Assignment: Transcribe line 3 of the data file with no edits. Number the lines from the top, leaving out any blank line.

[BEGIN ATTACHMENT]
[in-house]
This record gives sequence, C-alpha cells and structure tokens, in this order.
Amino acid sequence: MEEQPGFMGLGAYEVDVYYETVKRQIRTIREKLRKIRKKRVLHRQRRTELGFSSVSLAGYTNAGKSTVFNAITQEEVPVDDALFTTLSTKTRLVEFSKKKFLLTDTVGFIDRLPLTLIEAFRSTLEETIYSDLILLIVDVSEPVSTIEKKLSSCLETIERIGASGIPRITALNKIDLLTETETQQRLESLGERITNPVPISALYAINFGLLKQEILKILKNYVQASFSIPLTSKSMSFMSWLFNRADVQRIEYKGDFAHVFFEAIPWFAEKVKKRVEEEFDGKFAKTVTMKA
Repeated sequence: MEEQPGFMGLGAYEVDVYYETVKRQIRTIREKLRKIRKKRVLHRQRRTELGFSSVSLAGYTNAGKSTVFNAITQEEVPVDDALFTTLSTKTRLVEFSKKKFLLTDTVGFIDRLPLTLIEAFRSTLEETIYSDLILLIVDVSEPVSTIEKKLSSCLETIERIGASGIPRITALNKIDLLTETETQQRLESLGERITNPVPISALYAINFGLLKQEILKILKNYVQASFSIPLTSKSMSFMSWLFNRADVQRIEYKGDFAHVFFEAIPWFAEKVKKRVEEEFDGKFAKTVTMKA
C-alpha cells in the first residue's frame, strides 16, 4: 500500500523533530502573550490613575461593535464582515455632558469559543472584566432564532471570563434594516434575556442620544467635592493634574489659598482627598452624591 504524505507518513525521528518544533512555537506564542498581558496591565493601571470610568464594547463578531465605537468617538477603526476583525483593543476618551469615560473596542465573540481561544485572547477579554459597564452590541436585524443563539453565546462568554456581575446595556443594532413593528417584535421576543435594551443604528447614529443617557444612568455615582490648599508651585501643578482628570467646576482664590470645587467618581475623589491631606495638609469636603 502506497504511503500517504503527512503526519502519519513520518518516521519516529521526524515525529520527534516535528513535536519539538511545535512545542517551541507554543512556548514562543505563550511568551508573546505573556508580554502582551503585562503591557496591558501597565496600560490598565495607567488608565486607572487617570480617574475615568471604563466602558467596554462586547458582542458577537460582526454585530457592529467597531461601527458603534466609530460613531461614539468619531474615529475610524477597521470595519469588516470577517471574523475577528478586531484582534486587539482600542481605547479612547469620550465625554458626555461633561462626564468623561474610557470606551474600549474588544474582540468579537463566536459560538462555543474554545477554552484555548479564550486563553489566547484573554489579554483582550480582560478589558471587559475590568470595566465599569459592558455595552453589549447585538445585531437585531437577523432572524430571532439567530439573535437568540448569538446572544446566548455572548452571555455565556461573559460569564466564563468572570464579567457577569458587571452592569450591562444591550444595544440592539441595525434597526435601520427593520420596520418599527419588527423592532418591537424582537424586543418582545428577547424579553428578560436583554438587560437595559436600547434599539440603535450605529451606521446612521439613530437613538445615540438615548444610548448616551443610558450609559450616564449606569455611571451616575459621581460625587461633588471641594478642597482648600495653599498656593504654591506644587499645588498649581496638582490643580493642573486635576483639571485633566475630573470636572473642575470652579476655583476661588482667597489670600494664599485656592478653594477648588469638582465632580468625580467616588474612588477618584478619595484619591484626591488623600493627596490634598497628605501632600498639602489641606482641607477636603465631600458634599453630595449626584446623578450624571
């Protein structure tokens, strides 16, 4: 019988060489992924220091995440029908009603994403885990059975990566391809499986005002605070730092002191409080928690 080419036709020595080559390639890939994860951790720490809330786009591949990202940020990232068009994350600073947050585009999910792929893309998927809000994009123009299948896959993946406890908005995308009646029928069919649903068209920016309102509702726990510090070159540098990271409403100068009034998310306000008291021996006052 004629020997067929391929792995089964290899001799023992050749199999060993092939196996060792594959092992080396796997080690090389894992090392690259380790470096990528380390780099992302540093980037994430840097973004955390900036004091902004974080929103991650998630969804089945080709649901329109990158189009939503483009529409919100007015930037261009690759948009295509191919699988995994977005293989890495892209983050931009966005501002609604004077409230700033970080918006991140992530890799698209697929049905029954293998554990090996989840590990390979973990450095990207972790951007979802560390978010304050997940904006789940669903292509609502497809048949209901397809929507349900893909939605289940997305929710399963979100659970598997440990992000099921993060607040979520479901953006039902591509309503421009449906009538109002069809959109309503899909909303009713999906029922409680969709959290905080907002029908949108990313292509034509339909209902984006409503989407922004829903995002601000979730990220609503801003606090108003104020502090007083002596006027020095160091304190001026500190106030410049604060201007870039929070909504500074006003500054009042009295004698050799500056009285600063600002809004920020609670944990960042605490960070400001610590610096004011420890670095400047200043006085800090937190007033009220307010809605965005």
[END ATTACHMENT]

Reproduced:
Amino acid sequence: MEEQPGFMGLGAYEVDVYYETVKRQIRTIREKLRKIRKKRVLHRQRRTELGFSSVSLAGYTNAGKSTVFNAITQEEVPVDDALFTTLSTKTRLVEFSKKKFLLTDTVGFIDRLPLTLIEAFRSTLEETIYSDLILLIVDVSEPVSTIEKKLSSCLETIERIGASGIPRITALNKIDLLTETETQQRLESLGERITNPVPISALYAINFGLLKQEILKILKNYVQASFSIPLTSKSMSFMSWLFNRADVQRIEYKGDFAHVFFEAIPWFAEKVKKRVEEEFDGKFAKTVTMKA